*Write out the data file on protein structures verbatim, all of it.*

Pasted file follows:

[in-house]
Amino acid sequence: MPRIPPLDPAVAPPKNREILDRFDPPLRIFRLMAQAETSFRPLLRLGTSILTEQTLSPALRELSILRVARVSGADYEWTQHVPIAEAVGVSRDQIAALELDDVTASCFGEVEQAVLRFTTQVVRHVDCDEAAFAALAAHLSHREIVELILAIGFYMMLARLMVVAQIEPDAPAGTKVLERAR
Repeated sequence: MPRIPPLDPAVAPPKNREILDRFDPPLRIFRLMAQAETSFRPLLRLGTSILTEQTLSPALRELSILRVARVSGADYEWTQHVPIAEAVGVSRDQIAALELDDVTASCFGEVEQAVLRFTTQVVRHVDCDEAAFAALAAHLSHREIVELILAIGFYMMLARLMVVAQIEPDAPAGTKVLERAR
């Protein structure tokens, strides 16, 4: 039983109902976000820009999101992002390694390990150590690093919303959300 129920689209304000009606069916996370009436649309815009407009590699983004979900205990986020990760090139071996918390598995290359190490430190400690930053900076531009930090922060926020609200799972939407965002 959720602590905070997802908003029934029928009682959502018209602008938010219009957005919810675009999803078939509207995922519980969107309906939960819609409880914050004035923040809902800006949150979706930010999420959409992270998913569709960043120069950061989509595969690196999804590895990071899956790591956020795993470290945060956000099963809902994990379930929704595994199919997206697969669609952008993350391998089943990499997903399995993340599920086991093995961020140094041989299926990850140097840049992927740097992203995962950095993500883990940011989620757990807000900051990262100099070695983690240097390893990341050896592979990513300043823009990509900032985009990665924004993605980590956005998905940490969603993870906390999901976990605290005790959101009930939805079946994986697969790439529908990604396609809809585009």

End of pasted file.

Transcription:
[in-house]
Amino acid sequence: MPRIPPLDPAVAPPKNREILDRFDPPLRIFRLMAQAETSFRPLLRLGTSILTEQTLSPALRELSILRVARVSGADYEWTQHVPIAEAVGVSRDQIAALELDDVTASCFGEVEQAVLRFTTQVVRHVDCDEAAFAALAAHLSHREIVELILAIGFYMMLARLMVVAQIEPDAPAGTKVLERAR
Repeated sequence: MPRIPPLDPAVAPPKNREILDRFDPPLRIFRLMAQAETSFRPLLRLGTSILTEQTLSPALRELSILRVARVSGADYEWTQHVPIAEAVGVSRDQIAALELDDVTASCFGEVEQAVLRFTTQVVRHVDCDEAAFAALAAHLSHREIVELILAIGFYMMLARLMVVAQIEPDAPAGTKVLERAR
């Protein structure tokens, strides 16, 4: 039983109902976000820009999101992002390694390990150590690093919303959300 129920689209304000009606069916996370009436649309815009407009590699983004979900205990986020990760090139071996918390598995290359190490430190400690930053900076531009930090922060926020609200799972939407965002 959720602590905070997802908003029934029928009682959502018209602008938010219009957005919810675009999803078939509207995922519980969107309906939960819609409880914050004035923040809902800006949150979706930010999420959409992270998913569709960043120069950061989509595969690196999804590895990071899956790591956020795993470290945060956000099963809902994990379930929704595994199919997206697969669609952008993350391998089943990499997903399995993340599920086991093995961020140094041989299926990850140097840049992927740097992203995962950095993500883990940011989620757990807000900051990262100099070695983690240097390893990341050896592979990513300043823009990509900032985009990665924004993605980590956005998905940490969603993870906390999901976990605290005790959101009930939805079946994986697969790439529908990604396609809809585009």